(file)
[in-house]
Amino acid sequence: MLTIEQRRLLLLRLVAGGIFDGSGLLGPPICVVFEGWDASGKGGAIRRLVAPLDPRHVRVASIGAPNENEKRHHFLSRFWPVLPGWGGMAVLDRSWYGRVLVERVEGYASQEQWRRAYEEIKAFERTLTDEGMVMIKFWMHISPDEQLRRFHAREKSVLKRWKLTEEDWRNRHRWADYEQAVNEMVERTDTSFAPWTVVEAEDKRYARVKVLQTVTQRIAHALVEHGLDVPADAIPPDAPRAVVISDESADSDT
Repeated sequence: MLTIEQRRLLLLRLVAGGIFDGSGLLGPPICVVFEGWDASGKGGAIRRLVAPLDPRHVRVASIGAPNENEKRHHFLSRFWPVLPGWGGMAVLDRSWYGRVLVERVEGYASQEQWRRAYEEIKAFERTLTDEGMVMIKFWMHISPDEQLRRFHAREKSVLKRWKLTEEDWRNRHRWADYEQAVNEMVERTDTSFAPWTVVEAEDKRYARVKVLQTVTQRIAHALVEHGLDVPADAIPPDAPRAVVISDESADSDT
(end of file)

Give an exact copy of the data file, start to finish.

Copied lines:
[in-house]
Amino acid sequence: MLTIEQRRLLLLRLVAGGIFDGSGLLGPPICVVFEGWDASGKGGAIRRLVAPLDPRHVRVASIGAPNENEKRHHFLSRFWPVLPGWGGMAVLDRSWYGRVLVERVEGYASQEQWRRAYEEIKAFERTLTDEGMVMIKFWMHISPDEQLRRFHAREKSVLKRWKLTEEDWRNRHRWADYEQAVNEMVERTDTSFAPWTVVEAEDKRYARVKVLQTVTQRIAHALVEHGLDVPADAIPPDAPRAVVISDESADSDT
Repeated sequence: MLTIEQRRLLLLRLVAGGIFDGSGLLGPPICVVFEGWDASGKGGAIRRLVAPLDPRHVRVASIGAPNENEKRHHFLSRFWPVLPGWGGMAVLDRSWYGRVLVERVEGYASQEQWRRAYEEIKAFERTLTDEGMVMIKFWMHISPDEQLRRFHAREKSVLKRWKLTEEDWRNRHRWADYEQAVNEMVERTDTSFAPWTVVEAEDKRYARVKVLQTVTQRIAHALVEHGLDVPADAIPPDAPRAVVISDESADSDT